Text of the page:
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High-speed regional trains zoom into California

Several new trains capable of considerably higher speed should begin plying the rails in California in about four years time, thanks to an infusion of federal cash, reports Tim Sheehan of The Fresno Bee.

California received 68 million dollars from the federal government to buy 15 new American passenger cars and four new U.S.-made locomotives for the state’s three regional rail routes. The funding is a portion of the $336 million worth of Recovery Act funding — economic stimulus money — awarded as federal matching funds to California and outright grants to Illinois, Iowa, Michigan, and Missouri. The money will be used as part of a muti-state joint bid for new rail equipment aimed at producing a standard and in theory, economical design. The funding will pay for 63 new passenger cars and 11 new locomotives, generating manufacturing jobs and increasing the availability of mass transit.

Bill Bronte, rail division chief for the California Department of Transportation (or Caltrans), said rapid ridership growth on the regional routes in California has made adding more equipment an urgent priority. “We’re hitting some areas where on certain travel periods we’ve got standees on our trains, which is nice from a financial standpoint, but if you’re a rider you definitely don’t want to be standing for significant amounts of time.”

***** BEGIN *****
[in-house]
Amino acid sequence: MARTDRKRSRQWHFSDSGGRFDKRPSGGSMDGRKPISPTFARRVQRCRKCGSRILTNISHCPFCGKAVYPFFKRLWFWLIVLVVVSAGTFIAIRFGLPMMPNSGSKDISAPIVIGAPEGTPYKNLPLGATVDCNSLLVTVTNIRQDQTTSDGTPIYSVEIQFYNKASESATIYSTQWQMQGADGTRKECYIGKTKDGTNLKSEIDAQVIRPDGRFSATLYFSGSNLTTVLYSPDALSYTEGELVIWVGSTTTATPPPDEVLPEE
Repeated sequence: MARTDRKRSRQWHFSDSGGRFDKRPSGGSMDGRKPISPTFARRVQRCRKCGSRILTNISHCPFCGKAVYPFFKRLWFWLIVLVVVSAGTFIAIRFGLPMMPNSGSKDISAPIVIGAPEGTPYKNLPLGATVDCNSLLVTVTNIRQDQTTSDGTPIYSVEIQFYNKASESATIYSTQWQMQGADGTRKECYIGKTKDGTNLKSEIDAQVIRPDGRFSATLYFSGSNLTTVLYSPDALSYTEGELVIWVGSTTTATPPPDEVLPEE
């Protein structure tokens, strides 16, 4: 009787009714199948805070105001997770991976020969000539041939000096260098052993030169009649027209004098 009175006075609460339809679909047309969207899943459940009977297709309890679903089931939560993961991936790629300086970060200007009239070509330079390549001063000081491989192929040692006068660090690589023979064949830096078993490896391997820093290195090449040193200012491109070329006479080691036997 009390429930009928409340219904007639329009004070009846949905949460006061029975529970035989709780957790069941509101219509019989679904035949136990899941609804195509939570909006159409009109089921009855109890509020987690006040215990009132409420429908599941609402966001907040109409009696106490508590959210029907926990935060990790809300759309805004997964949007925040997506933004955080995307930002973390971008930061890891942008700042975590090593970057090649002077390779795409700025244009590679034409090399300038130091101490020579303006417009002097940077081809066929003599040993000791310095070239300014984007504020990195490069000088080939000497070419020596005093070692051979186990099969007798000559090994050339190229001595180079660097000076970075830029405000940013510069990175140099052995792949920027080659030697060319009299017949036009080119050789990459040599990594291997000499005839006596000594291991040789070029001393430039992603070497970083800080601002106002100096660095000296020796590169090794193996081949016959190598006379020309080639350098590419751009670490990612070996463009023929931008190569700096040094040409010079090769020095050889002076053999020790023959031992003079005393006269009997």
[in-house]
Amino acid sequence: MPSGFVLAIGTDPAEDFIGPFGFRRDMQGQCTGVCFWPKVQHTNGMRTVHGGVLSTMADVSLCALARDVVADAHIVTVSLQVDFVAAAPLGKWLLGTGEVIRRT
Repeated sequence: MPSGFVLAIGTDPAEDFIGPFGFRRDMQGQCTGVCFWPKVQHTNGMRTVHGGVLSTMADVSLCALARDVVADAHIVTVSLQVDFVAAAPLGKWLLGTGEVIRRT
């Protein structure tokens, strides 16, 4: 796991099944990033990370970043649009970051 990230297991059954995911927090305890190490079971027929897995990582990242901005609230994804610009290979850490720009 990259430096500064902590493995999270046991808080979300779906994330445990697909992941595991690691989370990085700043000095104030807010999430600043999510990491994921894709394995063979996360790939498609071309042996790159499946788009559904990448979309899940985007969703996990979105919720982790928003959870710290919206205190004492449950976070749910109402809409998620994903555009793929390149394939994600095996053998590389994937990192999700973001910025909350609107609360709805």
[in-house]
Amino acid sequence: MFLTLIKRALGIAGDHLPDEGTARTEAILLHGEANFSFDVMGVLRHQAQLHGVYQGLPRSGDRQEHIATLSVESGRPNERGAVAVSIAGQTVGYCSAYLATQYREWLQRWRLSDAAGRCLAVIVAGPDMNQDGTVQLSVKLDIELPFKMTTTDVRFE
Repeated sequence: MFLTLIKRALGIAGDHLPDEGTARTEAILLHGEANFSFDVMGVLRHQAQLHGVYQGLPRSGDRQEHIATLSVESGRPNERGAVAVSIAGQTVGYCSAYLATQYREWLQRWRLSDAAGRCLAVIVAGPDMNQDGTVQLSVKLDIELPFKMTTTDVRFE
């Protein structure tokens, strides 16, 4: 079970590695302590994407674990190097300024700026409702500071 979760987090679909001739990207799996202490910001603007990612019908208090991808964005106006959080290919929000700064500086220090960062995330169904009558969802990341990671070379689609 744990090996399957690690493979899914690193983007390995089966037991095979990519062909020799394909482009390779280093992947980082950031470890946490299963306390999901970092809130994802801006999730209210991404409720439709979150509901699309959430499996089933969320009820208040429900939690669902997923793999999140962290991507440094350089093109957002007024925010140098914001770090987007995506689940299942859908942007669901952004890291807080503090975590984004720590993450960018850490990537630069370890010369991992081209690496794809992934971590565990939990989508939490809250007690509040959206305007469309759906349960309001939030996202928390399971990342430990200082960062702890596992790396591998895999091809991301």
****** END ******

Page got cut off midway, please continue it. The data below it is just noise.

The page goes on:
California’s regional routes — the Sacramento to San Jose Capitol Corridor, the Oakland to Bakersfield/San Joaquin, and the San Luis Obispo to San Diego Pacific Surfliner — are operated jointly by Amtrak and Caltrans. Contrasting with Amtrak’s long-distance trains, the regional trains lack sleeping accommodations and dining cars, but are much more likely to operate at least close to schedule.

Combined with two earlier rounds of funding, announced in April and last December, 120 new two-story passenger rail cars and 33 quick acceleration locomotives will be purchased. The equipment will be designed to travel at speeds in excess of 110 miles per hour. The current national speed limit for trains is 79 miles per hour, but officials anticipate track improvements and computerized train control systems that will enable trains to operate at higher speeds. “There’s going to be a real benefit to all of the states involved because we’ll basically get a lower per-unit price, so all the states will benefit from this joint procurement,” Bronte said.

According to Bronte, negotiations with BNSF railroad — formerly Burlington Northern Santa Fe — are proceeding well and could allow increased speeds along the San Joaquin corridor within several years. The San Joaquin connects the San Francisco Bay Area to Los Angeles via an Amtrak bus route that extends south from the route’s Bakersfield terminal.

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